On the Robustness of Functional Equations
 SIAM Journal on Computing
, 1994
"... In this paper, we study the general question of how characteristics of functional equations influence whether or not they are robust. We isolate examples of properties which are necessary for the functional equations to be robust. On the other hand, we show other properties which are sufficient for ..."
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Cited by 22 (2 self)
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In this paper, we study the general question of how characteristics of functional equations influence whether or not they are robust. We isolate examples of properties which are necessary for the functional equations to be robust. On the other hand, we show other properties which are sufficient for robustness. We then study a general class of functional equations, which are of the form 8x; y F [f(x \Gamma y); f(x + y); f(x); f(y)] = 0, where F is an algebraic function. We give conditions on such functional equations that imply robustness. Our results have applications to the area of selftesting/correcting programs. We show that selftesters and selfcorrectors can be found for many functions satisfying robust functional equations, including algebraic functions of trigonometric functions such as tan x; 1 1+cotx ; Ax 1\GammaAx ; cosh x. 1 Introduction The mathematical field of functional equations is concerned with the following prototypical problem: Given a set of properties (fun...
Testing problems with sublearning sample complexity
 In Proceedings of the Eleventh Annual ACM Conference on Computational Learning Theory
, 1998
"... We study the problem of determining, for a class of functions ¡ , whether an unknown target function ¢ is contained in ¡ or is “far ” from any function in ¡. Thus, in contrast to problems of learning, where we must construct a good approximation to ¢ in ¡ on the basis of sample data, in problems of ..."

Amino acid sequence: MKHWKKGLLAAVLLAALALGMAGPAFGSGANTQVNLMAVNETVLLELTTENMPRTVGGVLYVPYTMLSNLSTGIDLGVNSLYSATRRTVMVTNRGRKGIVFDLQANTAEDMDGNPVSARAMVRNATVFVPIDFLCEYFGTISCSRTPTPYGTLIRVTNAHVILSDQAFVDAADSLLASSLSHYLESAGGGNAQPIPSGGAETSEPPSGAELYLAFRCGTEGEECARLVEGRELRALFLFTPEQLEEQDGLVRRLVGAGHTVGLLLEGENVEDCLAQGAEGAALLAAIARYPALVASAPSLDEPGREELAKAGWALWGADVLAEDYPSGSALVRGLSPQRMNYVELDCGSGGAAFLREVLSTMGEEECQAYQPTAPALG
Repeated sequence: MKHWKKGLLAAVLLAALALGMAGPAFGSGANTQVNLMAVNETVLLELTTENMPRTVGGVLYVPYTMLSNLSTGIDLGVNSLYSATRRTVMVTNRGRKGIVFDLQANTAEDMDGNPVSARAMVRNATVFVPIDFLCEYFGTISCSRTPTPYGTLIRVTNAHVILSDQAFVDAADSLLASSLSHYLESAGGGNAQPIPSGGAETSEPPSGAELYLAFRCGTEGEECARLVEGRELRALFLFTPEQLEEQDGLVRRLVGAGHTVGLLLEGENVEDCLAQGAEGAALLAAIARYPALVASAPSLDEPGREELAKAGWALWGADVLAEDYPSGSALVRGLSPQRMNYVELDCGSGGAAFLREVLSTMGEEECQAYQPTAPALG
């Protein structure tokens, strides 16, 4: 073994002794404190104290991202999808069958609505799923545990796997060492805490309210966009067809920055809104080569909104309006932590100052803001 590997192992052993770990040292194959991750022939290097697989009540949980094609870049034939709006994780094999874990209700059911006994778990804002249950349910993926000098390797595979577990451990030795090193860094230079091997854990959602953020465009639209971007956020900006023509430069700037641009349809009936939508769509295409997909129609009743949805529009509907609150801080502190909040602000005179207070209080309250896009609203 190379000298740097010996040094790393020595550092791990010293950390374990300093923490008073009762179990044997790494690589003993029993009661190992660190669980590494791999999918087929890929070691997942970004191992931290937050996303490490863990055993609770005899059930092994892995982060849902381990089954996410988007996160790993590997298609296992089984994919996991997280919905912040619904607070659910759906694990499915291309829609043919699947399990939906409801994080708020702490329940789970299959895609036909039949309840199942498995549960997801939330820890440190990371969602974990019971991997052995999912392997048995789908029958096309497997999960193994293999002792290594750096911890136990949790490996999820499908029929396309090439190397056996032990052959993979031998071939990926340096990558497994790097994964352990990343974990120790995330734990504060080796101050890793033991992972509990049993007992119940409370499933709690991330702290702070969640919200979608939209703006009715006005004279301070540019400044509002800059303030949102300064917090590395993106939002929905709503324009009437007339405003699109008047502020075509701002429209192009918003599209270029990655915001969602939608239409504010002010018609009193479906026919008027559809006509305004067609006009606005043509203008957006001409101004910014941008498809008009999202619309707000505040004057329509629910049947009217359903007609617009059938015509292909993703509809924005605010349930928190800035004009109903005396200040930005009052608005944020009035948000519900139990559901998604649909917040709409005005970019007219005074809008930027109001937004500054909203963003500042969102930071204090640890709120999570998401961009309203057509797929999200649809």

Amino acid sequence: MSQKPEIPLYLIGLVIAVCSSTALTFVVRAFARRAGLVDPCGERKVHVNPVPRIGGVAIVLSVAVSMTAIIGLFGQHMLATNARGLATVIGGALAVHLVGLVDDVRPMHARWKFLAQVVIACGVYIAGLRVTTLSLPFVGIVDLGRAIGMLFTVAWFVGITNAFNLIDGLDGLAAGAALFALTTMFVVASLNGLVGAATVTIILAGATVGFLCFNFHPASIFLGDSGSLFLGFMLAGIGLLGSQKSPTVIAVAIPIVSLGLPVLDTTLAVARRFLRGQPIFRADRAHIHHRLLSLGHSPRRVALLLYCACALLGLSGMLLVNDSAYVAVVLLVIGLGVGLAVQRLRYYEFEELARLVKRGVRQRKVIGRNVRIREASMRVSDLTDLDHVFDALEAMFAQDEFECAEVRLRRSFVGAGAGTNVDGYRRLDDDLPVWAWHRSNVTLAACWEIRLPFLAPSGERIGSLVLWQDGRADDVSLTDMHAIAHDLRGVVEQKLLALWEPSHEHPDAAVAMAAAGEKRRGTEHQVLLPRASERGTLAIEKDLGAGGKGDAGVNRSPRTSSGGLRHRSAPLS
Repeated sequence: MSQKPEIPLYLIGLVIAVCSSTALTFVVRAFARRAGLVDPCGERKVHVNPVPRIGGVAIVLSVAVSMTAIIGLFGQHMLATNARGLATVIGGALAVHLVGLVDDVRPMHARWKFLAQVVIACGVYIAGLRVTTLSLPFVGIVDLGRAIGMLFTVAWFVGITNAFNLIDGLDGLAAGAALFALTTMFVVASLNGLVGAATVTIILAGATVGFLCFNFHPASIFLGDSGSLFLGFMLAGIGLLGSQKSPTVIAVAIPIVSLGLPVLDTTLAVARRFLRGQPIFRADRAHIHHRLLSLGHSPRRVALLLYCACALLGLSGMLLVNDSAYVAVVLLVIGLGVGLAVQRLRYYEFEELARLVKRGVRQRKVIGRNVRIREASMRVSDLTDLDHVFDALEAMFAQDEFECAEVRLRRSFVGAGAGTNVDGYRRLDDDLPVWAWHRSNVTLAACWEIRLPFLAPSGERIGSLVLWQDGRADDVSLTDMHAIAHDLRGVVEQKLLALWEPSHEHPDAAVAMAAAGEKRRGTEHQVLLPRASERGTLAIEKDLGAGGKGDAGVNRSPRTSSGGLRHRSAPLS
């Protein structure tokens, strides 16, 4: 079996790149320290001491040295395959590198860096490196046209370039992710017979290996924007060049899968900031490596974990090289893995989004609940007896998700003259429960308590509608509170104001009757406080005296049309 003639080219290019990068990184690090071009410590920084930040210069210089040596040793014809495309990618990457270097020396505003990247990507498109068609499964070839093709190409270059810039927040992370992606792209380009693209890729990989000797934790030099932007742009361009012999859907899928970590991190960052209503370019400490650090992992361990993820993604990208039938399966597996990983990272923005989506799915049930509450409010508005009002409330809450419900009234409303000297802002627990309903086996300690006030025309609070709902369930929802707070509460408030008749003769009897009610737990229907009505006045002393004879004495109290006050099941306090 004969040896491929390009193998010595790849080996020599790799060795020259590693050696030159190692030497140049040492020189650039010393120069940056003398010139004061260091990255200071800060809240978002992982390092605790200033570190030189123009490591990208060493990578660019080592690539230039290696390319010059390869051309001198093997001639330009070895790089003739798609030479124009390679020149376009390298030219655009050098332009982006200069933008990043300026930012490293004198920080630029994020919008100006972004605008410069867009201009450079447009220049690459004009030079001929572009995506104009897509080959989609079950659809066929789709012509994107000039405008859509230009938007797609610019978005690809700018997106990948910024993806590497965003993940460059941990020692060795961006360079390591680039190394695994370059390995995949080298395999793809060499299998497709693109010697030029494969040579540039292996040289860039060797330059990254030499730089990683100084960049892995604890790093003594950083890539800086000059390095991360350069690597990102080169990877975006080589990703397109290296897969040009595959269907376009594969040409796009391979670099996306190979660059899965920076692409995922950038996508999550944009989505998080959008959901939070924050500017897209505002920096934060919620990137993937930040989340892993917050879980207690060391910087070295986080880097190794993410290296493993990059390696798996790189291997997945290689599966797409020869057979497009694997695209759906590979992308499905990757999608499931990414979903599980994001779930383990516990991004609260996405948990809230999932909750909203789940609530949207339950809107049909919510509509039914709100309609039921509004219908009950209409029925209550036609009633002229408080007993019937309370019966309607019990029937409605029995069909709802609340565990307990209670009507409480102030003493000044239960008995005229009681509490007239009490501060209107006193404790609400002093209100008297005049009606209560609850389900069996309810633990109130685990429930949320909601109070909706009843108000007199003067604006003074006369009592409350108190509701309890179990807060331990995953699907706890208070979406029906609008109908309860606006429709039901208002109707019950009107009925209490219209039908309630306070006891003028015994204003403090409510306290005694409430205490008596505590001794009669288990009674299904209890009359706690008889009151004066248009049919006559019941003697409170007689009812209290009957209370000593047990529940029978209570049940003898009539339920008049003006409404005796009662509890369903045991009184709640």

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Cited by 17 (11 self)
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We study the problem of determining, for a class of functions ¡ , whether an unknown target function ¢ is contained in ¡ or is “far ” from any function in ¡. Thus, in contrast to problems of learning, where we must construct a good approximation to ¢ in ¡ on the basis of sample data, in problems of testing we are only required to determine the existence of a good approximation. Our main results demonstrate that, over the domain £ ¤ ¥ ¦ § ¨ for constant © , the number of examples required for testing grows only as � � � ��� � � � (where � is any small constant), for both decision trees of size � and a special class of neural networks with � hidden units. This is in contrast to the � � � � examples required for learning these same classes. Our tests are based on combinatorial constructions demonstrating that these classes can be approximated by small classes of coarse partitions of space, and rely on repeated application of the wellknown Birthday Paradox. � Supported by an ONR Science Scholar Fellowship at the Bunting Institute. 1